In order to manage these deliveries and delivery notifications, all of the Qchex check data was stored on the Neovi server. Villwock explained that Neovi stored the data on its server because Qchex was a web browser-based system and users did not have databases on their own personal computers that could perform these delivery tasks.

If the user requested delivery by U.S. Mail, the check recipient received the Qchex check in the mail from Defendants. Neovi had a "print service center" where it printed Qchex checks for U.S. mail delivery. The "print service center" was a warehouse operation staffed almost entirely by G7 employees. G7 employees did everything necessary to physically make the check and get it to its intended destination. They printed the checks on blank check stock using a G7 laser printer, folded them, stuffed them in envelopes, ran the envelopes through the Cass (address verification) system, applied postage, and brought them to the post office. G7 performed quality control by scanning checks and looking for duplicates.

As described above, using an interrogative process, Qchex obtained transaction data from the user and then generated and sent checks. Qchex customers provided only the raw data-names addresses, and bank account numbers. Defendants promoted their checks as being negotiable instruments and added elements to the data supplied by the user to generate a negotiable instrument. Defendants converted users' raw data into a negotiable instrument by taking information from users' checking accounts and composing a check document that matched U.S. banking regulations when printed. If the Qchex user chose not to upload a signature for Qchex to place on the checks, Qchex automatically inserted bank accepted legal language in the signature field to tell a recipient that the check issuer authorized the check being deposited.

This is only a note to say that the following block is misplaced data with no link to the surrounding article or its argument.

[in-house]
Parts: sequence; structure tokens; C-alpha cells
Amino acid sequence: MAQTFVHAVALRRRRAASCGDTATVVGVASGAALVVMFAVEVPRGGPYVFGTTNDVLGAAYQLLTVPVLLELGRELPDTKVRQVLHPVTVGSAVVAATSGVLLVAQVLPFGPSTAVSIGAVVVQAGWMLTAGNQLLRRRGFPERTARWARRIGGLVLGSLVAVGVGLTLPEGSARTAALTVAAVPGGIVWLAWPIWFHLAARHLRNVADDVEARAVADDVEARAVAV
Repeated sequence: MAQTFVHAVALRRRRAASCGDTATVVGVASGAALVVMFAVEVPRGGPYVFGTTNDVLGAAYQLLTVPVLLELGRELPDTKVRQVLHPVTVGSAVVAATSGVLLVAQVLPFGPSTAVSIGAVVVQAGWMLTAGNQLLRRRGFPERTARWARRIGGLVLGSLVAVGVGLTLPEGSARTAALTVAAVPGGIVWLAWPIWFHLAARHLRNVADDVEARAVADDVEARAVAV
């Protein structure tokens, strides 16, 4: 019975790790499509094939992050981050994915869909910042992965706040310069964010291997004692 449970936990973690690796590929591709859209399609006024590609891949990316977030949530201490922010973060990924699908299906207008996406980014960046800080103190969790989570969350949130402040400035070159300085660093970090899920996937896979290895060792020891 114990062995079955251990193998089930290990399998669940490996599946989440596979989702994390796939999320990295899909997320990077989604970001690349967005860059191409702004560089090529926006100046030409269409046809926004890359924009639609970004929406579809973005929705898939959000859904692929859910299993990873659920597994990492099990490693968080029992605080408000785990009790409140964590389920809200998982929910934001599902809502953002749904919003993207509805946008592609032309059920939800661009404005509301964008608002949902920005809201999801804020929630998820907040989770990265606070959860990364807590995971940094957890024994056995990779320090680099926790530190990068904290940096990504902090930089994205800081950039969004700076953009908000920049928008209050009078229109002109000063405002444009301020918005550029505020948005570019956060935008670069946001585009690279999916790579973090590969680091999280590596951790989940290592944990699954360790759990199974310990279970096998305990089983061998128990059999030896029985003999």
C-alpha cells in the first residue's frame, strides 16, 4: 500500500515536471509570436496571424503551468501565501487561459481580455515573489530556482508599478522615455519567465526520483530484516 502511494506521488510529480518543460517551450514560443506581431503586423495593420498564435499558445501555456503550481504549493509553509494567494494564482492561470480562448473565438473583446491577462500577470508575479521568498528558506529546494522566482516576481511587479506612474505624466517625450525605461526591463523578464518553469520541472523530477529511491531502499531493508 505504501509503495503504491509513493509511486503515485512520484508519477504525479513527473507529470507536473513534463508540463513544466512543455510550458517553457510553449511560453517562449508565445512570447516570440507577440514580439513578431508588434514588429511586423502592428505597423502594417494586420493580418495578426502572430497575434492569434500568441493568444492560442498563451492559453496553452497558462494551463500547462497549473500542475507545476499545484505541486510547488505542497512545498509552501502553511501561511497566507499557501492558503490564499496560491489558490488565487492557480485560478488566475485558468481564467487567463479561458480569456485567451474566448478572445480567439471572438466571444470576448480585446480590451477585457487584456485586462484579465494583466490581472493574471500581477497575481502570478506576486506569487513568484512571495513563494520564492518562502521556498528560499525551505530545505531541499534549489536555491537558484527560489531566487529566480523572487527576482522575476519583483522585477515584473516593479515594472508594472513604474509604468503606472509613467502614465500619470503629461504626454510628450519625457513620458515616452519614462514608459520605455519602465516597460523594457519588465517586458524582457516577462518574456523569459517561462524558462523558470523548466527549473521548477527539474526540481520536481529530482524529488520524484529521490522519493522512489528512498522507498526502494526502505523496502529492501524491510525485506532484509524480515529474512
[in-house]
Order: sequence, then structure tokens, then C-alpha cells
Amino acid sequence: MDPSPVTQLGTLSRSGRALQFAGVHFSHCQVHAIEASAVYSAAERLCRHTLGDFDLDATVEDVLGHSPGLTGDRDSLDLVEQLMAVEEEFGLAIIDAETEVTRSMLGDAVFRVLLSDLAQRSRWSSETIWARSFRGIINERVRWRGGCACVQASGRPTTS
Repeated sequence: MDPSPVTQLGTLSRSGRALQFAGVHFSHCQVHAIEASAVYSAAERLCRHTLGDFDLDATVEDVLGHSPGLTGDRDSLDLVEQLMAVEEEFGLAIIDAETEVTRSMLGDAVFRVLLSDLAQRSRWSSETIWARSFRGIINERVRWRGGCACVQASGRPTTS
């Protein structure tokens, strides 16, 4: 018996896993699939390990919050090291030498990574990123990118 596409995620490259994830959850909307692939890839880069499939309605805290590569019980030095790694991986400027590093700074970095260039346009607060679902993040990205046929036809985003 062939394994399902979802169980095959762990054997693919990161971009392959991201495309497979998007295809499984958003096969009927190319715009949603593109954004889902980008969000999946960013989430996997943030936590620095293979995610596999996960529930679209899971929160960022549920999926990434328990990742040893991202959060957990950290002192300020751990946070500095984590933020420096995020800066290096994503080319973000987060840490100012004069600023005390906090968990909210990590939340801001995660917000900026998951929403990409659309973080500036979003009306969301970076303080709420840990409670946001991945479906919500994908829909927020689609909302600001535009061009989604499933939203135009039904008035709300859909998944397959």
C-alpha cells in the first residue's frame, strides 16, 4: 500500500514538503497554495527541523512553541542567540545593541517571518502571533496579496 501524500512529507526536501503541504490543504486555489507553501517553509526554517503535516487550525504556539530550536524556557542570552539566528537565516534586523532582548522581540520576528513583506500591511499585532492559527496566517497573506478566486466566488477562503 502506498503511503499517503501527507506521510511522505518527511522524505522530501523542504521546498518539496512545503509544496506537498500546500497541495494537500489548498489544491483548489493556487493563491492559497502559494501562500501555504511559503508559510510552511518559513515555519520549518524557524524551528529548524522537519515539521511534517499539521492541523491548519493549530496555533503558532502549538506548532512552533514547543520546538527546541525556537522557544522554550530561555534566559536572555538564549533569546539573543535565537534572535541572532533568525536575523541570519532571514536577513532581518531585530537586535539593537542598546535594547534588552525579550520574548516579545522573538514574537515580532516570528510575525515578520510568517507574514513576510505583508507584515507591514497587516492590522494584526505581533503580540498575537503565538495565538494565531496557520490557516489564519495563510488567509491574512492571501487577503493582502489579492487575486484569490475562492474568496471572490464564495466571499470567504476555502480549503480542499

The format of a Qchex check was determined by Neovi and G7, and in fact, Neovi asserted a copyright over the design. Danforth acknowledged that the Qchex website determined the placement of all information on the checks. Qchex users could not make changes to Qchex check formats; they could only choose from a handful of preselected designs made by Neovi. Specifically, Neovi determined that the bank code line would appear at the bottom of a Qchex check. A Qchex user could not change the image of the Qchex check, including the placement of the words "memo," "to the order of," or "pay," or the placement of the signature or bank account lines, the font, or the appearance of a Qchex logo.

III. Security Failures

From the beginning, many "fraudsters" using Qchex began to request checks without having authority over the bank account upon which it was to be drawn. The FTC is alleging that Defendants substantially assisted these fraudsters by failing to take adequate steps to verify that they had actual authority over the bank accounts that they stated belonged to them.